China seeks dialogue over confrontation, defense minister tells security meet


This is AI generated summarization, which may have errors. For context, always refer to the full article.

China seeks dialogue over confrontation, defense minister tells security meet

Chinese Defence Minister Li Shangfu and Singapore's Defence Minister Ng Eng Hen witness the signing of a Memorandum of Understanding (MOU) between Singapore and China on the establishment of a bilateral defence hotline between Singapore's Permanent Secretary for Defence Chan Heng Kee and China's People's Liberation Army Deputy Chief of Joint Staff Central Military Commission Lieutenant-General Jing Jianfeng, in Singapore, June 1, 2023. Singapore Ministry of Defence/Handout via REUTERS THIS IMAGE HAS BEEN SUPPLIED BY A THIRD PARTY. NO RESALES. NO ARCHIVES.


'A Cold War mentality is now resurgent, greatly increasing security risks'

SINGAPORE – Chinese Defense Minister Li Shangfu said on Sunday, June 4, 5that a Cold War mentality was resurgent in the Asia-Pacific region although his country seeks dialogue over confrontation.

Speaking at the Asia’s top security summit in Singapore, the Shangri-La Dialogue, Li took thinly veiled digs at the United States, accusing “some countries” of intensifying an arms race and willfully interfering in the internal affairs of others.

“A Cold War mentality is now resurgent, greatly increasing security risks,” he said. “Mutual respect should prevail over bullying and hegemony.”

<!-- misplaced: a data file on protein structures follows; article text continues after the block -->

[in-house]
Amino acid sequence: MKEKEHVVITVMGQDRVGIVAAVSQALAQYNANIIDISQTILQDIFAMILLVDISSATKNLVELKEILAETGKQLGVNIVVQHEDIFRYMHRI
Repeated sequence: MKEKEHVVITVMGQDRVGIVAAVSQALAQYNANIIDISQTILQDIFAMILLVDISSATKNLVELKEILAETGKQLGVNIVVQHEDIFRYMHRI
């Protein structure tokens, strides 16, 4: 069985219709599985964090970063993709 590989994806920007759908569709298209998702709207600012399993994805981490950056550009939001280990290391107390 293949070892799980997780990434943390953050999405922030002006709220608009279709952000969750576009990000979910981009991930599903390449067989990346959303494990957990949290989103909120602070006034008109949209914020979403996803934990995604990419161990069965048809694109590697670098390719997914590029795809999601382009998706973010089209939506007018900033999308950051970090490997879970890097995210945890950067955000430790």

US Secretary of Defense Lloyd Austin rebuked China in a speech at the security meeting on Saturday for refusing to hold military talks, leaving the superpowers deadlocked over democratically ruled Taiwan and territorial disputes in the South China Sea.

Ties between Washington and Beijing are strained over a range of issues, including Taiwan, the South China Sea and President Joe Biden’s restrictions on semiconductor chip exports.

Li, sanctioned by the United States in 2018 over weapons purchases from Russia, shook hands with Austin at a dinner on Friday but the two have not had a deeper discussion, despite repeated U.S. demands for more military exchanges.

Speaking privately the sidelines of the conference, two Chinese military officers said that Beijing wanted clear signs from Washington of a less confrontational approach in Asia – including the dropping of sanctions against Li – before military-to-military talks could resume. –

Add a comment

Sort by

There are no comments yet. Add your comment to start the conversation.

Summarize this article with AI